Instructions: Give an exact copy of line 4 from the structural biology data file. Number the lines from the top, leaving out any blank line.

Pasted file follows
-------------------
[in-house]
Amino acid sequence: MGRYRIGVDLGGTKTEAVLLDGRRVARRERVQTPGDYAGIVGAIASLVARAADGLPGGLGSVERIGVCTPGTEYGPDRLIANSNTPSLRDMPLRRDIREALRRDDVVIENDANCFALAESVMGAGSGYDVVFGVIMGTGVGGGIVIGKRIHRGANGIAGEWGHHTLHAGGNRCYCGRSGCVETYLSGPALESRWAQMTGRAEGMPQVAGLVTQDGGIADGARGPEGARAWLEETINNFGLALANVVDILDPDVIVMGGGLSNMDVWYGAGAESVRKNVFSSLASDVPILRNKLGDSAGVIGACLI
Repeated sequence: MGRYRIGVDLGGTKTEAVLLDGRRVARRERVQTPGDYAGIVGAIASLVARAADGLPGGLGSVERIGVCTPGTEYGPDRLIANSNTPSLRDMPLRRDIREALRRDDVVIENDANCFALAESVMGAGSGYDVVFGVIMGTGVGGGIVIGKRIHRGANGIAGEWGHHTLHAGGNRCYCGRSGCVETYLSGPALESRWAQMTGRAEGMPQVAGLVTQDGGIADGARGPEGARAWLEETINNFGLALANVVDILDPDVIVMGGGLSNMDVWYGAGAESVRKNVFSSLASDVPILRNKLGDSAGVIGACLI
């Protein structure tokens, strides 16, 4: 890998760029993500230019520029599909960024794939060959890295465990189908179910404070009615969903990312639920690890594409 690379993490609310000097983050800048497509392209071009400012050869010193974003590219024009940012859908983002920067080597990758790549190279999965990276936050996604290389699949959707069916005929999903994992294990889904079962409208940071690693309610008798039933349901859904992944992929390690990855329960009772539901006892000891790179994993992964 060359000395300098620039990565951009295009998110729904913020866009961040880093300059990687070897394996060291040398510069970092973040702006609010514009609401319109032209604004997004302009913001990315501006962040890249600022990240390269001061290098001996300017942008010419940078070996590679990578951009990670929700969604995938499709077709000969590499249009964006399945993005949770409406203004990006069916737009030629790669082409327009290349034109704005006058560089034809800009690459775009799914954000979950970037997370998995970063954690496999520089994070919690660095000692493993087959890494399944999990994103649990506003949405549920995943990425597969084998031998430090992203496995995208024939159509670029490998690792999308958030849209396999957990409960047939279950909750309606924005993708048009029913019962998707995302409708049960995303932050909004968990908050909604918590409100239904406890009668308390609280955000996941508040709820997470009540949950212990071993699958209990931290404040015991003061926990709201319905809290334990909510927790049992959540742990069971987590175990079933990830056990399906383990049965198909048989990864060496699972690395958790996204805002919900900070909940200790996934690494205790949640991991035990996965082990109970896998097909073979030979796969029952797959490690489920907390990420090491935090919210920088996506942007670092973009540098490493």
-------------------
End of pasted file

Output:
């Protein structure tokens, strides 16, 4: 890998760029993500230019520029599909960024794939060959890295465990189908179910404070009615969903990312639920690890594409 690379993490609310000097983050800048497509392209071009400012050869010193974003590219024009940012859908983002920067080597990758790549190279999965990276936050996604290389699949959707069916005929999903994992294990889904079962409208940071690693309610008798039933349901859904992944992929390690990855329960009772539901006892000891790179994993992964 060359000395300098620039990565951009295009998110729904913020866009961040880093300059990687070897394996060291040398510069970092973040702006609010514009609401319109032209604004997004302009913001990315501006962040890249600022990240390269001061290098001996300017942008010419940078070996590679990578951009990670929700969604995938499709077709000969590499249009964006399945993005949770409406203004990006069916737009030629790669082409327009290349034109704005006058560089034809800009690459775009799914954000979950970037997370998995970063954690496999520089994070919690660095000692493993087959890494399944999990994103649990506003949405549920995943990425597969084998031998430090992203496995995208024939159509670029490998690792999308958030849209396999957990409960047939279950909750309606924005993708048009029913019962998707995302409708049960995303932050909004968990908050909604918590409100239904406890009668308390609280955000996941508040709820997470009540949950212990071993699958209990931290404040015991003061926990709201319905809290334990909510927790049992959540742990069971987590175990079933990830056990399906383990049965198909048989990864060496699972690395958790996204805002919900900070909940200790996934690494205790949640991991035990996965082990109970896998097909073979030979796969029952797959490690489920907390990420090491935090919210920088996506942007670092973009540098490493």